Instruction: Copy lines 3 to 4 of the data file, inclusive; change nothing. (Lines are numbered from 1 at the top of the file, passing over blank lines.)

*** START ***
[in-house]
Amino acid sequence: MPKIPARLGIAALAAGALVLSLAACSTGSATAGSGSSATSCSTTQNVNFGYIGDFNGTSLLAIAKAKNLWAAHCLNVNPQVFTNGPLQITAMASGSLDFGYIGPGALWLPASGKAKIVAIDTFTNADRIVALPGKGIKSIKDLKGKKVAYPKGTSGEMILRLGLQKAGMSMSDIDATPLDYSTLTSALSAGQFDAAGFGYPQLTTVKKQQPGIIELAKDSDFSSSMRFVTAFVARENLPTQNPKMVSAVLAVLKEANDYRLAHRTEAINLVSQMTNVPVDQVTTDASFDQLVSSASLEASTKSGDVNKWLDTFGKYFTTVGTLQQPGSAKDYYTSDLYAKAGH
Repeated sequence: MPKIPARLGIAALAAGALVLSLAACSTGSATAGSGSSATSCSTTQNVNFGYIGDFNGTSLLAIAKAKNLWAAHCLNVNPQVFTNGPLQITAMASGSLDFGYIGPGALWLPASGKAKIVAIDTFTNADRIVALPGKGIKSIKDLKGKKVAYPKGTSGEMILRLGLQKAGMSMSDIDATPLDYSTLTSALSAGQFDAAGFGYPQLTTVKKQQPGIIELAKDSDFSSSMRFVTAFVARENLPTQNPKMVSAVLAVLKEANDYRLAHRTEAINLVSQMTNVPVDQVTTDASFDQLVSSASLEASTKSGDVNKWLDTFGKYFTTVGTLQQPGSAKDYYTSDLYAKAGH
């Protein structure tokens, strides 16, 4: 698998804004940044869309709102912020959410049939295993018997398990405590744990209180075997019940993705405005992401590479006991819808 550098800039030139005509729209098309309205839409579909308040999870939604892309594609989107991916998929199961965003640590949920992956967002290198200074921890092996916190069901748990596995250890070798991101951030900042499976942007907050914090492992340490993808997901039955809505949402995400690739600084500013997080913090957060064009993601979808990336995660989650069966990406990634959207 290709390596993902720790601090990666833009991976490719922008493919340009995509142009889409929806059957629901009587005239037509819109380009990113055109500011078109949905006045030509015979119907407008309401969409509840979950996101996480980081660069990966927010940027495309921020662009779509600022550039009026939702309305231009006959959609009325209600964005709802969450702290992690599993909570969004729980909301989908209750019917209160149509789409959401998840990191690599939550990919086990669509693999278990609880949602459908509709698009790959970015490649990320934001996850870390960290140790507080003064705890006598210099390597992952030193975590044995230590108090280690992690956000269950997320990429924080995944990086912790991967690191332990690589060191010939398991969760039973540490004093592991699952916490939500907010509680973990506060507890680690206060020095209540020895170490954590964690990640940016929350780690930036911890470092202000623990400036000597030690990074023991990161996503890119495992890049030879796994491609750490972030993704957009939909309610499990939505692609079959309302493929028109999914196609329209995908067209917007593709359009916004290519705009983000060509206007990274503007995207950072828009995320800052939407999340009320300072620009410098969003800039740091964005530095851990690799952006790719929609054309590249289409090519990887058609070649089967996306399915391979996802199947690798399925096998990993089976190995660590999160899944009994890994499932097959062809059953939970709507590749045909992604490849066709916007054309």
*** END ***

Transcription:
Repeated sequence: MPKIPARLGIAALAAGALVLSLAACSTGSATAGSGSSATSCSTTQNVNFGYIGDFNGTSLLAIAKAKNLWAAHCLNVNPQVFTNGPLQITAMASGSLDFGYIGPGALWLPASGKAKIVAIDTFTNADRIVALPGKGIKSIKDLKGKKVAYPKGTSGEMILRLGLQKAGMSMSDIDATPLDYSTLTSALSAGQFDAAGFGYPQLTTVKKQQPGIIELAKDSDFSSSMRFVTAFVARENLPTQNPKMVSAVLAVLKEANDYRLAHRTEAINLVSQMTNVPVDQVTTDASFDQLVSSASLEASTKSGDVNKWLDTFGKYFTTVGTLQQPGSAKDYYTSDLYAKAGH
């Protein structure tokens, strides 16, 4: 698998804004940044869309709102912020959410049939295993018997398990405590744990209180075997019940993705405005992401590479006991819808 550098800039030139005509729209098309309205839409579909308040999870939604892309594609989107991916998929199961965003640590949920992956967002290198200074921890092996916190069901748990596995250890070798991101951030900042499976942007907050914090492992340490993808997901039955809505949402995400690739600084500013997080913090957060064009993601979808990336995660989650069966990406990634959207 290709390596993902720790601090990666833009991976490719922008493919340009995509142009889409929806059957629901009587005239037509819109380009990113055109500011078109949905006045030509015979119907407008309401969409509840979950996101996480980081660069990966927010940027495309921020662009779509600022550039009026939702309305231009006959959609009325209600964005709802969450702290992690599993909570969004729980909301989908209750019917209160149509789409959401998840990191690599939550990919086990669509693999278990609880949602459908509709698009790959970015490649990320934001996850870390960290140790507080003064705890006598210099390597992952030193975590044995230590108090280690992690956000269950997320990429924080995944990086912790991967690191332990690589060191010939398991969760039973540490004093592991699952916490939500907010509680973990506060507890680690206060020095209540020895170490954590964690990640940016929350780690930036911890470092202000623990400036000597030690990074023991990161996503890119495992890049030879796994491609750490972030993704957009939909309610499990939505692609079959309302493929028109999914196609329209995908067209917007593709359009916004290519705009983000060509206007990274503007995207950072828009995320800052939407999340009320300072620009410098969003800039740091964005530095851990690799952006790719929609054309590249289409090519990887058609070649089967996306399915391979996802199947690798399925096998990993089976190995660590999160899944009994890994499932097959062809059953939970709507590749045909992604490849066709916007054309």